How Historical Research Can Support Slavery Disclosure
When JPMorgan Chase merged with Bank One, the new firm faced a unique problem that could only be solved by detailed historical research.
Because of a Chicago City Council ordinance requiring all entities conducting business with the city to disclose historic profits or investments in African slavery, JPMorgan Chase had to investigate the history of hundreds of predecessors dating back to the late 1700s. The bank engaged History Associates to carry out the independent historical research.
History Associates reviewed historical collections at dozens of different repositories from New Orleans to London, and the investigation ultimately focused on two antebellum Louisiana banks: Citizens Bank of Louisiana and Canal Bank. Both created in the 1830s, the banks eventually merged into Bank One more than a century later.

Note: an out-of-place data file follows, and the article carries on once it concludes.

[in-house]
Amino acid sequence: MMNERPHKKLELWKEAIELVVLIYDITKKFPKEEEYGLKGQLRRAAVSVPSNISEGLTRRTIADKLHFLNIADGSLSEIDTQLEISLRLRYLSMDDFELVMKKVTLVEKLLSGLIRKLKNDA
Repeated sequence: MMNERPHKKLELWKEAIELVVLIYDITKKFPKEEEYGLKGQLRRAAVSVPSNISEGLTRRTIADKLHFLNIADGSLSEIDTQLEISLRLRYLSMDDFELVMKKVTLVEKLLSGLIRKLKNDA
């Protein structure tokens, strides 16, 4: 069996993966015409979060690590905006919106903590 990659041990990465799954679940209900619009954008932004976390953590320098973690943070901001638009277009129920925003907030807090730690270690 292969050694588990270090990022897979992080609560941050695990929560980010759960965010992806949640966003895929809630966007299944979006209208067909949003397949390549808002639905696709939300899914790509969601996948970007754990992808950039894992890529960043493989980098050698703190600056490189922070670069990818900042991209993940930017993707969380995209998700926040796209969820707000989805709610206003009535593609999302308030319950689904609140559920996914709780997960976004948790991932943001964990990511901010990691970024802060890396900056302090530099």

History Associates research teams reviewed property records held at local parishes across the state, collected details on thousands of bank transactions, analyzed the data, and collated the information into a single report documenting their activities through the end of the Civil War (click here to view a sample of the historical research report).
JPMorgan Chase noted that “History Associates Inc. has been meticulous in its investigation, going well beyond the original scope of the research.
Twelve research historians spent more than 3,500 hours to contact or visit over 75 research archives and examine individual property records at 39 Louisiana parishes.”
In a widely praised move, the bank publicly released the results of the slavery disclosure research.
Please click here to see a History Associates report for another slavery disclosure project.